Polio Diaries – Episode 5

And so it was that on Monday December 28, 1953 my parents returned me to hospital.  Christmas was over and I don’t remember any more of it than my dad throwing up.  Friday January 1, 1954 I entered what was to be my first complete year as a rediscovered individual and that year would include a revolutionary new treatment regime.  The Sister Kenny polio treatment process was just beginning to take off in North America but that is a whole other story.  I will save it for a separate episode.  Needless to say there was serious resistant to this treatment initially due to professional protectionism rather than the benefit to the patient.

As I have said my pre-polio memories are limited.  I could probably dig some up if I were to look at a more intensive hypnotherapy approach in conjunction with some heavy duty regressive therapy but to what purpose.  I don’t really believe that my childhood was that traumatic, just different.  The only other pre-polio memory I have in regards to walking, besides the walk/collapse down the hallway to tell my mother I didn’t feel well, was going to the outhouse with snow piled higher than I was tall.  This was Winnipeg and it was winter

Although we had moved to the city by then my parents first home in Winnipeg had no plumbing.  We had an outhouse.  This is an important detail because one of the ways the polio virus is transmitted in through fecal matter.  Nobody used Lysol to clean their outhouses.  In fact I’m not even sure the floor was ever swept, it was a dirt floor.  The polio virus can live for up to two weeks in a persons body after it activates.  The activation concept is important because a person can carry a latent virus for a long time but it isn’t until it activates that it becomes contagious.  That little detail is even more important today.  With the federal government having cut the Interim Federal Health Program we now run the risk of every new refugee coming from a country where polio still exists to re-introduced it to Canada.

The virus lives in a persons intestines and can also live in a persons throat.  The throat process makes it an airborne contagion and is carried by water vapour when a persons sneezes.  It can also be spread through the fecal matter that we all produce so it is always best to thoroughly wash your hands after changing your babies diaper.  Once the virus is activated a person becomes contagious immediately and can continue to be contagious for up to two weeks after developing flu like symptoms.  Once the virus has run its course the damage is done and the chance of affecting others is over.  One of the problems today is that most doctors don’t know what to look for because there is a belief out there that polio has been eradicated.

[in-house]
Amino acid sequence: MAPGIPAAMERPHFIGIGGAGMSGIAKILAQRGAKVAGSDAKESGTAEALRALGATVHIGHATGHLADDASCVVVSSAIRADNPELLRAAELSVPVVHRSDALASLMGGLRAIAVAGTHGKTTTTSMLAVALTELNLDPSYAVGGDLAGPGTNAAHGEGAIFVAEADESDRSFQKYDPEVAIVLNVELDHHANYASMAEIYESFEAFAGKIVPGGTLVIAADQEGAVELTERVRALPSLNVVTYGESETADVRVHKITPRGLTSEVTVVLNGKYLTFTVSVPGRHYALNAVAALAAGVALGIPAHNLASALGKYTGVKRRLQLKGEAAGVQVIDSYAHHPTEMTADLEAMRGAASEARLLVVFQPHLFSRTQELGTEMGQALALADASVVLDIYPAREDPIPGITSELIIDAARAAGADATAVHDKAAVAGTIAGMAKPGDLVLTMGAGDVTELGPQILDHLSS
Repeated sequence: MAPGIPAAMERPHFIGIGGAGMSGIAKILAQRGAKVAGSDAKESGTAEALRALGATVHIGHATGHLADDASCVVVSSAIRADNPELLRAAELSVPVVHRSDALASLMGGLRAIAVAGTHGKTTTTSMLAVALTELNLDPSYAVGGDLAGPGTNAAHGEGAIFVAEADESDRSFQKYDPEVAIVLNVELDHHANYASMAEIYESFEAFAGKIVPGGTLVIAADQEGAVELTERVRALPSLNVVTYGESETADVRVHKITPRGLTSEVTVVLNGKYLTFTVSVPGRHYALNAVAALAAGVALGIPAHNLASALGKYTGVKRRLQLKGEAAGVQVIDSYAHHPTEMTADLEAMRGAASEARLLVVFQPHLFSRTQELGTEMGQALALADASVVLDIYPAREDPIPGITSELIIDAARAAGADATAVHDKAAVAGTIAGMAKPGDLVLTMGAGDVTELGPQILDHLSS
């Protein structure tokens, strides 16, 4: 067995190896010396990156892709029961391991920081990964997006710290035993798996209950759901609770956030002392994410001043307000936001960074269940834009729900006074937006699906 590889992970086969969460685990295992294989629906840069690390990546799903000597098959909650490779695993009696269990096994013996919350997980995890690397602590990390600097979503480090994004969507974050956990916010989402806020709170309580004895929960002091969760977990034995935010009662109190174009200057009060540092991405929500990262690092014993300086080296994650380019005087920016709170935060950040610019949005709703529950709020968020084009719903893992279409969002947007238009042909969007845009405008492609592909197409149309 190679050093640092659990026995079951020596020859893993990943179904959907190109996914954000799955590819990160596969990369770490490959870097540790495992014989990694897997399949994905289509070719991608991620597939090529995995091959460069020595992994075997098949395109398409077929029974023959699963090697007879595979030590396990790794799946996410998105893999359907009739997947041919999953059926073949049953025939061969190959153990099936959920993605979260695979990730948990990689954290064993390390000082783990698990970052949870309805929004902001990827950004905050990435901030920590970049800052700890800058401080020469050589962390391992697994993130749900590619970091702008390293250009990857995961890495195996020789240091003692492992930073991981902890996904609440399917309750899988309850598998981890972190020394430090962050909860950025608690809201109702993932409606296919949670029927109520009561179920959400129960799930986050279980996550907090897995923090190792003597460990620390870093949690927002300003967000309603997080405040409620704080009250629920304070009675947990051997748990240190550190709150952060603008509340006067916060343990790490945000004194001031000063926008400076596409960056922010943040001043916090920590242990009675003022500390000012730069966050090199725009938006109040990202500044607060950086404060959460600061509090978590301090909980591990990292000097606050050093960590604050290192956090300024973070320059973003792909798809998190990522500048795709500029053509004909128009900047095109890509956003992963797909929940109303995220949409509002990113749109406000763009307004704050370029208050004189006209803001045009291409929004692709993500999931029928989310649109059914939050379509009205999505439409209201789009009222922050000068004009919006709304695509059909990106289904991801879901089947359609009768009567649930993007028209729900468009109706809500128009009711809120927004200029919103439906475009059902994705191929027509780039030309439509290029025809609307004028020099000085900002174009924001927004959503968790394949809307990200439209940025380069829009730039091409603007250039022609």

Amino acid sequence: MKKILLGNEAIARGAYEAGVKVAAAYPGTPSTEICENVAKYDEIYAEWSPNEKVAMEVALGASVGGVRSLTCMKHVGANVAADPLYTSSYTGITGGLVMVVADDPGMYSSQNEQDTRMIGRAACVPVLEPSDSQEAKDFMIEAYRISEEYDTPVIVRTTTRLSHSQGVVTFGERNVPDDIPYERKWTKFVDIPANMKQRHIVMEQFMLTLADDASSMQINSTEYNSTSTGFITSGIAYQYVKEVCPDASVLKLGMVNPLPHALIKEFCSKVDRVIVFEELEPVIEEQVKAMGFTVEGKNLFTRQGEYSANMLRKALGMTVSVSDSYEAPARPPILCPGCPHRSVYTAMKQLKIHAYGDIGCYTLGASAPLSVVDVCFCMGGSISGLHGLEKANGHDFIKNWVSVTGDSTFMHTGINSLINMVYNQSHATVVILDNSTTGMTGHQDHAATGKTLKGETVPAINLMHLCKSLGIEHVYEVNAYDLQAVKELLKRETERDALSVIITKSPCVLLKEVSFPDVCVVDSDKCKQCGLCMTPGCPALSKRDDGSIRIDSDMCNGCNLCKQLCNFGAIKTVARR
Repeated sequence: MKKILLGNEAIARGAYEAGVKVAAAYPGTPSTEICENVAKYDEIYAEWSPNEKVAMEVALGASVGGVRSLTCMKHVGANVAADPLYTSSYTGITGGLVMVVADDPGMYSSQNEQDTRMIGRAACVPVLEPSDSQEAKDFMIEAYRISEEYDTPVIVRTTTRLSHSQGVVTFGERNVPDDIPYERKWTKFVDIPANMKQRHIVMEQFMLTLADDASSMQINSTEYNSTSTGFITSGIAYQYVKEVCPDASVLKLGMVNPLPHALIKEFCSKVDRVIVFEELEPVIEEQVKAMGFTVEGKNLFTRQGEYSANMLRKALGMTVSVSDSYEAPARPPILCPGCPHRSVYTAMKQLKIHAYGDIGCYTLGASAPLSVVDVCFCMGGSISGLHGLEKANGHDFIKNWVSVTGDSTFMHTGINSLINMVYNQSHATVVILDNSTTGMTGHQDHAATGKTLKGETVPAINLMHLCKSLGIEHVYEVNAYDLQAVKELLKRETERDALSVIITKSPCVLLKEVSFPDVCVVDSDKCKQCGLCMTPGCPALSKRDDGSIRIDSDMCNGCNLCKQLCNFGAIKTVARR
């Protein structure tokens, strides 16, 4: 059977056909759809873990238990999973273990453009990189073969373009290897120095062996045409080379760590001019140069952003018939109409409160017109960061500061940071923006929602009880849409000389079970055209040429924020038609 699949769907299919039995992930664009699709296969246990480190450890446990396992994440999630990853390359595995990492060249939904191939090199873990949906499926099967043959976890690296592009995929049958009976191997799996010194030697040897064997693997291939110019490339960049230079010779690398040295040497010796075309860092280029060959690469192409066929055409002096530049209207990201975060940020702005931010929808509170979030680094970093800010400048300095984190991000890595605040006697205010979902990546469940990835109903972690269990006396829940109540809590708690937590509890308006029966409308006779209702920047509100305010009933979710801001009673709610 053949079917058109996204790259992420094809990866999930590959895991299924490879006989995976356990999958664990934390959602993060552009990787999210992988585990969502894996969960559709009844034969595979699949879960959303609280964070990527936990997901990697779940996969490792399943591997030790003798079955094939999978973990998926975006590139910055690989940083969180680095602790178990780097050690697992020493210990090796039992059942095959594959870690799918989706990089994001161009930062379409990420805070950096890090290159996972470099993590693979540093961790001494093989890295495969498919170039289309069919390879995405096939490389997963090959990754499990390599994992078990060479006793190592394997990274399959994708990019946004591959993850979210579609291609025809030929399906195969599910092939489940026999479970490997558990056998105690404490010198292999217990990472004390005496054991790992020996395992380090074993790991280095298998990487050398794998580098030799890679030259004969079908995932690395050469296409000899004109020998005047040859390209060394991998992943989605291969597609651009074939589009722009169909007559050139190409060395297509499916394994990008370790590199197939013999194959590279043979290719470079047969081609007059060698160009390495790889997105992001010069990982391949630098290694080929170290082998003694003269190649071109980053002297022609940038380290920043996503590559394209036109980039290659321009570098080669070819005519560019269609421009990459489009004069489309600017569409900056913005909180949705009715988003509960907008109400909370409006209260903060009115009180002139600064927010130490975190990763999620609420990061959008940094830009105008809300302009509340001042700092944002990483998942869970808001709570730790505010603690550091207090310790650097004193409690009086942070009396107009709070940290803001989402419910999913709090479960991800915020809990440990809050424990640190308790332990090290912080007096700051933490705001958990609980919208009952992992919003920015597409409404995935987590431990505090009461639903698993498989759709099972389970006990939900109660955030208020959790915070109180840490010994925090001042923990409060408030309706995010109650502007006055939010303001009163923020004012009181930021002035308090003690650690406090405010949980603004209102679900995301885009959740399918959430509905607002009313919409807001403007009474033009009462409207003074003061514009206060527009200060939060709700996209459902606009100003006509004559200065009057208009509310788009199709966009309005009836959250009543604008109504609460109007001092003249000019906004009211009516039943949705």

With the virus having run its course you are now polio free however you are now dealing with the paralysis created by the virus.  The way the virus does that is by attacking the nervous system in the spine that controls muscle movement.  This is an important distinction because it doesn’t affect the column of nerves that affect sensory (or feeling) factors.  Unlike a spinal cord injury, a polio survivor has sensory ability (feeling).

This is an important distinction.  Paralysis doesn’t just affect the muscles that provide ambulatory functioning.  It affects the muscles that control breathing, bowel/bladder functions, and all of the other muscles that hold various anatomical processes in place.  I had one close friend, now passed, who could actually feel her ribs sagging.  For myself if it wasn’t for the sensory factor I would have bigger issues with bowel/bladder routines.  My muscles in those areas are a little weaker so I rely on the sensory to know when I have to head for the bathroom.  It’s not just about walking, it’s all the other little things that so many people just take for granted.

That ability to feel also cuts back on issues like pressure sores, the ability to walk effectively and so much more.  What people don’t seem to realize is that if you don’t know where your feet land when you are using crutches your balance is really impaired.  I have friends with spinal cord injuries and their issues are so different from mine.  If you don’t know where your feet land you have no idea if there is a pebble there or not.  And a pebble can throw you off balance just as easily as a rock.  It’s these little things.

Anyway until next time.  I’m going to go and enjoy the sun.  In the meantime here’s a little video from the CBC archives (no sound) that shows why we shouldn’t be letting this devastating disease get a toe hold in Canada again.  Enjoy!

Just one man’s experience.


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